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Canine Parvovirus

Canine Parvovirus

“After a dog is infected there is no cure but dogs usually recover from the viral infection and associated symptoms within five days.”

Parvovirus, commonly called parvo, is one of the smallest viruses found in nature. Parvovirus has a Latin background as parvus means small. So literally parvovirus means small virus.

Canine Parvovirus (CPV) is a contagious virus affecting dogs. The disease is highly infectious and is spread from dog to dog by physical contact and contact with feces. CPV was first discovered in the mid 1970s; prior to 1976 CPV did not exist anywhere. Within two years from its discovery CPV had invaded every part of the world. The virus is very similar to feline distemper; in fact they are almost identical.

There are two variations of Canine Parvovirus, CPV-1 and CPV-2. CPV-1 is otherwise known as Canine Minute Virus. With CPV-1 dogs and puppies are infected orally and the virus is spread from pregnant mothers through the placenta to the fetuses. Symptoms are seen most commonly between the ages of one to three weeks and include severe diarrhea, difficulty breathing, anorexia, and some young dogs even develop a deterioration of the heart muscle (otherwise known as cardiomyopathy). In some cases CPV becomes fatal. CPV-2 is a genetic mutation of the original Canine Parvovirus. Shortly after its discovery CPV-2 became the prevalent pathogen throughout the world. Today worldwide distribution sees both types.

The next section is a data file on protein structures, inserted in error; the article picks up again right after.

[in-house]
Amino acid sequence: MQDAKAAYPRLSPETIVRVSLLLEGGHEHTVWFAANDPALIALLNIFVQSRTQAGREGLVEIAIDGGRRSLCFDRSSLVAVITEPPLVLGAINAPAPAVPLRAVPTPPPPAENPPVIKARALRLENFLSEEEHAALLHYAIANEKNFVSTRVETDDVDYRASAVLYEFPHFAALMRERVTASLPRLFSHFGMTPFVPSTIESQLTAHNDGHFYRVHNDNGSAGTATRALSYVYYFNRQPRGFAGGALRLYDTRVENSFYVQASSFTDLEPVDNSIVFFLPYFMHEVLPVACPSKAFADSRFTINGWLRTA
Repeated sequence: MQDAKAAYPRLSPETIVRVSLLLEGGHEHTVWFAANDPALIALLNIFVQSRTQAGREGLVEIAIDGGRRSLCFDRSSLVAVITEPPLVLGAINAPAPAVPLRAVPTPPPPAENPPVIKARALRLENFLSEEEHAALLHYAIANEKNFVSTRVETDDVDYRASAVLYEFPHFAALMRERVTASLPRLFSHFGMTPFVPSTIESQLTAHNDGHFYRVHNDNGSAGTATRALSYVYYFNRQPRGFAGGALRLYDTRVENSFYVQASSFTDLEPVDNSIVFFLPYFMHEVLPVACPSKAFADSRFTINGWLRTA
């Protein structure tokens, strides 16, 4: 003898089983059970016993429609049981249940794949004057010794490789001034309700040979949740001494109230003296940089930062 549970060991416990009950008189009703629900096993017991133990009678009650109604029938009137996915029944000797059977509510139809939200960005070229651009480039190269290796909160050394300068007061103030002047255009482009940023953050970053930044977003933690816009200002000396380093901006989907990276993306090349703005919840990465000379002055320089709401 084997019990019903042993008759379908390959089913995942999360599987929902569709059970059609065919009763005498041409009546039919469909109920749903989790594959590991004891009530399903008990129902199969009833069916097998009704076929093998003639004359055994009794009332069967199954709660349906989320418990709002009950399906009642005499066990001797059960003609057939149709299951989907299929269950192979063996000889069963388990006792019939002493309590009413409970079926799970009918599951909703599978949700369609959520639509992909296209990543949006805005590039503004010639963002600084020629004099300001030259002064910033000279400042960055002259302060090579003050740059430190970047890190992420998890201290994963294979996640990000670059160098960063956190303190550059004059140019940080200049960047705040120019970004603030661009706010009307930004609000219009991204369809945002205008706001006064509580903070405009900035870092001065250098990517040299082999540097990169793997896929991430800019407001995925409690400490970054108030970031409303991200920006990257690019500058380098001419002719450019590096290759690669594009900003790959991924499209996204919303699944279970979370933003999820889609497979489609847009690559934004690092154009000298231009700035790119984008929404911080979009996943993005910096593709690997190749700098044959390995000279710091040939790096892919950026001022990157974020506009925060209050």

Signs and Symptoms

Dogs that develop CPV show symptoms of the illness within 7 to 10 days. The symptoms are lethargy, vomiting, and diarrhea (usually bloody). After a dog is infected there is no cure but dogs usually recover from the viral infection and associated symptoms within five days. However, diarrhea and vomiting result in dehydration and secondary infections can set in if not treated properly. If a puppy suffers from severe dehydration it may be fatal.

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Treatment Options

Survival rate depends on how quickly it is diagnosed and how aggressive the treatment is. Diagnosis is made through detection of CPV in the feces although the presence of bloody diarrhea and a low white blood cell count in an unvaccinated dog are strong indications of infection. Treatment usually involves extensive hospitalization including IV fluids, anti-nausea injections, and antibiotic injections. Even with hospitalization there is no guarantee that the dog will survive. A dog that successfully recovers from CPV is still contagious afterward so the dog must be kept away from other dogs and puppies. Neighbors and family members with dogs should be notified of infected animals so that they can ensure that their dogs are vaccinated and tested.

Preventing Canine Parvovirus

Direct contact with infected feces is not necessary for the disease to spread. Feces on shoes, clothing, and hair are all that is needed for the transmission. The disease is extremely hardy and has been found to be present in feces even after a year including in extremely cold temperatures. The only household disinfectant that kills the virus is a mixture of bleach and water, 1 part bleach and 30 parts of water. Prevention is the only way to ensure that a puppy or dog remains healthy. This disease is extremely contagious. With severe disease dogs can die within 48 to 72 hours with no treatment. In the more common less severe form mortality is about 10 percent. It is extremely important to vaccinate dogs against CPV. According to vaccine manufacturers’ labels CPV vaccination should be done yearly. However, most United States veterinary schools recommend vaccinating every three years after the puppy series and the first annual booster because of the long-term immune system stresses placed on the dog.